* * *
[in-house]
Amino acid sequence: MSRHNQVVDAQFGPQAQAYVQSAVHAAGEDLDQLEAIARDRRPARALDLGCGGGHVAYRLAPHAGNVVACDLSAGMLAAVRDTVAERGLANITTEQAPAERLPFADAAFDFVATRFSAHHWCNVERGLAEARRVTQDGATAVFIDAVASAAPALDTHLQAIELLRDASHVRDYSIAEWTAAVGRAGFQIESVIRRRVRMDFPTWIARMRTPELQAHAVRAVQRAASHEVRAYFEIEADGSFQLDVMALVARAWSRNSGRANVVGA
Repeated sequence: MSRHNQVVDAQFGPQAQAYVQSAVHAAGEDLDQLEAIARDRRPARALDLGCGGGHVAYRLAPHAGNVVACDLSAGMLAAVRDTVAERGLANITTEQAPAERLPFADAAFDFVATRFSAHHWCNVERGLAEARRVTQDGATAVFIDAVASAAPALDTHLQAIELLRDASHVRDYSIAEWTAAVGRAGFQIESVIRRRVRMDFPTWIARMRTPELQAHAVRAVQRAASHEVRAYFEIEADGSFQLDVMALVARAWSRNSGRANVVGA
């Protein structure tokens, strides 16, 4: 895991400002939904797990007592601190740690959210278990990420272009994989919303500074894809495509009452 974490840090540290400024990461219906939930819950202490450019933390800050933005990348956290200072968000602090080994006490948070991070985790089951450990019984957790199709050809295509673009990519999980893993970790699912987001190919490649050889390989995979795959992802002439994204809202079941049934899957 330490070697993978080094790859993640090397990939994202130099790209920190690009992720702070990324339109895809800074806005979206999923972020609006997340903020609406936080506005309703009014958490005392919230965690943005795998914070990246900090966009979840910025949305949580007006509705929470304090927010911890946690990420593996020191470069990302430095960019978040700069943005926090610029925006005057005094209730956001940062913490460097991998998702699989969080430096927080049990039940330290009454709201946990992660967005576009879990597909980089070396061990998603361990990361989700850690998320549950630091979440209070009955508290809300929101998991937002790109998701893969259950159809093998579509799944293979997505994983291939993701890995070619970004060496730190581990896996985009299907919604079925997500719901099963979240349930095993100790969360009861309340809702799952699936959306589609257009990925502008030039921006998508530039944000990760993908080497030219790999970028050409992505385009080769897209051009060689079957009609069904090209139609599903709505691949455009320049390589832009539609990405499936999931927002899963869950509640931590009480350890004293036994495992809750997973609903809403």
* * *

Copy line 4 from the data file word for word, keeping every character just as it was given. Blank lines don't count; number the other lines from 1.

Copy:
């Protein structure tokens, strides 16, 4: 895991400002939904797990007592601190740690959210278990990420272009994989919303500074894809495509009452 974490840090540290400024990461219906939930819950202490450019933390800050933005990348956290200072968000602090080994006490948070991070985790089951450990019984957790199709050809295509673009990519999980893993970790699912987001190919490649050889390989995979795959992802002439994204809202079941049934899957 330490070697993978080094790859993640090397990939994202130099790209920190690009992720702070990324339109895809800074806005979206999923972020609006997340903020609406936080506005309703009014958490005392919230965690943005795998914070990246900090966009979840910025949305949580007006509705929470304090927010911890946690990420593996020191470069990302430095960019978040700069943005926090610029925006005057005094209730956001940062913490460097991998998702699989969080430096927080049990039940330290009454709201946990992660967005576009879990597909980089070396061990998603361990990361989700850690998320549950630091979440209070009955508290809300929101998991937002790109998701893969259950159809093998579509799944293979997505994983291939993701890995070619970004060496730190581990896996985009299907919604079925997500719901099963979240349930095993100790969360009861309340809702799952699936959306589609257009990925502008030039921006998508530039944000990760993908080497030219790999970028050409992505385009080769897209051009060689079957009609069904090209139609599903709505691949455009320049390589832009539609990405499936999931927002899963869950509640931590009480350890004293036994495992809750997973609903809403």